The Rewards of Scholarship
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Categories: Ancient, Modern, Not an expert

The Rewards of Scholarship

A green glass bottle of whiskey, mostly full, on a cluttered desktop
Bottoms up! A prize bottle of whiskey.

There is an old joke that most of the people who will ever read your dissertation are in the room when you defend it (and that not all the examiners will be among them). I recently received a royalty cheque from ProQuest for the princely sum of CAD 2.25 for their distributing a copy of my master’s thesis. While Service and Supply in the Achaemenid Army is available free online, some people don’t have high-speed internet access, or are censored by their governments from sites like academia dot edu.

Not only that! At recent quizzes in Innsbruck there were questions about the Neo-Babylonians (well, Judith and Holofernes) and Greek infantry formations. Triumph in such encounters can bring rewards in the form of free drinks worth several Euros, and at times I and my fellow quiz-goers have brought back such prizes from the field. Humanists have felt little respected and under-paid for a good long time; I am especially touched by the Babylonian scholars who responded to being ruled by Persians and Macedonians who had difficulty faking enthusiasm for cuneiform by energetically copying texts about the kings of old who had mastered the scribal art and generously rewarded their court literati. But the scholarly life has its compensations, both financial and otherwise.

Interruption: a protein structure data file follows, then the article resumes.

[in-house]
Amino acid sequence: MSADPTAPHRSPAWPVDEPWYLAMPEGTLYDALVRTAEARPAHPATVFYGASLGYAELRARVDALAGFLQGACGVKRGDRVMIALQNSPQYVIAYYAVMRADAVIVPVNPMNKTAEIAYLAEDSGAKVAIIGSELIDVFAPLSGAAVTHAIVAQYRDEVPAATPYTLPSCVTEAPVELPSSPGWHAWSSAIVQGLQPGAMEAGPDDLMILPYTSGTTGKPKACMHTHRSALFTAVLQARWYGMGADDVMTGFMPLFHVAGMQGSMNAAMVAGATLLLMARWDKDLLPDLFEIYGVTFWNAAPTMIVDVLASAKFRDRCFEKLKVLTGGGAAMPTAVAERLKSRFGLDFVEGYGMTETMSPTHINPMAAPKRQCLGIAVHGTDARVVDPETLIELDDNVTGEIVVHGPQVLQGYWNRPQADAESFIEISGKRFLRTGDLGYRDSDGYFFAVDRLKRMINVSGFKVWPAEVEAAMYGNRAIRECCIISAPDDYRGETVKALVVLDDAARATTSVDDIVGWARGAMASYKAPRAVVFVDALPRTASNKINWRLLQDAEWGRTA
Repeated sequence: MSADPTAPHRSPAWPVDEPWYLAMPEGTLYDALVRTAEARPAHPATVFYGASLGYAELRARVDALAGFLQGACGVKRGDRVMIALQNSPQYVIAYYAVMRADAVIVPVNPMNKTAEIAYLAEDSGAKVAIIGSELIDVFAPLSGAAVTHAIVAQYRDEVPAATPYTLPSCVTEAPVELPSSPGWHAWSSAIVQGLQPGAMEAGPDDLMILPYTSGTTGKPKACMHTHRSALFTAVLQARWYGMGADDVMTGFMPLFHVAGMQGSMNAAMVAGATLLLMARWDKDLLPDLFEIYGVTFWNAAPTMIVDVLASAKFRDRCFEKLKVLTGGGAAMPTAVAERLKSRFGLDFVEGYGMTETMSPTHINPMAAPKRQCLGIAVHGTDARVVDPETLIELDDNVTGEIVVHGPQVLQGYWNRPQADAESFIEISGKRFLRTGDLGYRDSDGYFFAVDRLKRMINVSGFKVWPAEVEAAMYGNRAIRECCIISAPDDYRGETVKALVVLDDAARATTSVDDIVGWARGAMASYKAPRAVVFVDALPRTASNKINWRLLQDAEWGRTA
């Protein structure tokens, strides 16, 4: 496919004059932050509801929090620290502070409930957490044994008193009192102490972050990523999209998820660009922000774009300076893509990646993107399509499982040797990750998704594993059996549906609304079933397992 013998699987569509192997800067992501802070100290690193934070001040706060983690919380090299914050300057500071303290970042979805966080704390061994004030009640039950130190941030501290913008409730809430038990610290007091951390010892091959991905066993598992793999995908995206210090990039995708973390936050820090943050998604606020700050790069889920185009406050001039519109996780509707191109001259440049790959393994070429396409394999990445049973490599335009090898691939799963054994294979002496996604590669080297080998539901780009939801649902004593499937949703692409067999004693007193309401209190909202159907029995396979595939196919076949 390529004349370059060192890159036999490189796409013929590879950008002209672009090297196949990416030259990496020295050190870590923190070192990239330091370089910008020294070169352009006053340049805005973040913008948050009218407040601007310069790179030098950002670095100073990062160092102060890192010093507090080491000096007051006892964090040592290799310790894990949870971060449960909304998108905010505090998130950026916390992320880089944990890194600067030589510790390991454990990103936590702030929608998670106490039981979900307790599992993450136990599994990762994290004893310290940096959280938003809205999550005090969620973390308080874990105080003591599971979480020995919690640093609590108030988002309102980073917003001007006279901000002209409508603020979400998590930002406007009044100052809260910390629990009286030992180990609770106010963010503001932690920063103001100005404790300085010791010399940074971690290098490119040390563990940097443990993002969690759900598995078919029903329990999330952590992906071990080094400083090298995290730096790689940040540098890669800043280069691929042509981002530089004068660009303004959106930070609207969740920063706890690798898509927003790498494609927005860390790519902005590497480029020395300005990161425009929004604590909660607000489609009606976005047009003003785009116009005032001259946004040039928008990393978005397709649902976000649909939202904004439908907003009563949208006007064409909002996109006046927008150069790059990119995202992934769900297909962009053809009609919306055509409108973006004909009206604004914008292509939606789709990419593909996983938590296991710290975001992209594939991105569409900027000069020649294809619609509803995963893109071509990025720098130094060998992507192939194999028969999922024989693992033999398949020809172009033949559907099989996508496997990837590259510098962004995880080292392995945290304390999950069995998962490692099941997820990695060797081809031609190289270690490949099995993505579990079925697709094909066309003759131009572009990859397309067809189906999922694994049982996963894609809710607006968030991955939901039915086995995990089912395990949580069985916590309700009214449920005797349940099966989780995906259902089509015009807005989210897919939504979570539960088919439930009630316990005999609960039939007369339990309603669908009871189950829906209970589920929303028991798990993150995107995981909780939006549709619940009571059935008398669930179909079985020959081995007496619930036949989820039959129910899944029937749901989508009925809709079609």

Further Reading: Eckart Frahm, “Keeping Company with Men of Learning: The King as Scholar,” in Karen Radner and Eleanor Robson eds., The Oxford Handbook of Cuneiform Culture (Oxford University Press, 2011) pp. 508-532 (available on

Edit 2022-12-26: fixed formatting broken when WordPress introduced the block editor

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